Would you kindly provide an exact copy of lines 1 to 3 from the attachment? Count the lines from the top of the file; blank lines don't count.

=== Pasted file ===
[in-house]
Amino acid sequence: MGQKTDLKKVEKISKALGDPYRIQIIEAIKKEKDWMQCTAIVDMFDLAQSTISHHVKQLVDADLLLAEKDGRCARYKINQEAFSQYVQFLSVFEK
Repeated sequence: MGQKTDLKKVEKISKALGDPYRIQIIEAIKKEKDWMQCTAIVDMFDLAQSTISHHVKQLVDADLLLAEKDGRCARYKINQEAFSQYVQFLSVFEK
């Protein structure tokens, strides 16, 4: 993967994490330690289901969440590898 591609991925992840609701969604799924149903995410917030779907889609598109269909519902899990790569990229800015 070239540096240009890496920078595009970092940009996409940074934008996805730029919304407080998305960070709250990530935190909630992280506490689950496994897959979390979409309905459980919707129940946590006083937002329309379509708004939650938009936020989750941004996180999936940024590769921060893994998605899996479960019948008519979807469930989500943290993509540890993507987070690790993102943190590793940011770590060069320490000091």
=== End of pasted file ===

[in-house]
Amino acid sequence: MGQKTDLKKVEKISKALGDPYRIQIIEAIKKEKDWMQCTAIVDMFDLAQSTISHHVKQLVDADLLLAEKDGRCARYKINQEAFSQYVQFLSVFEK
Repeated sequence: MGQKTDLKKVEKISKALGDPYRIQIIEAIKKEKDWMQCTAIVDMFDLAQSTISHHVKQLVDADLLLAEKDGRCARYKINQEAFSQYVQFLSVFEK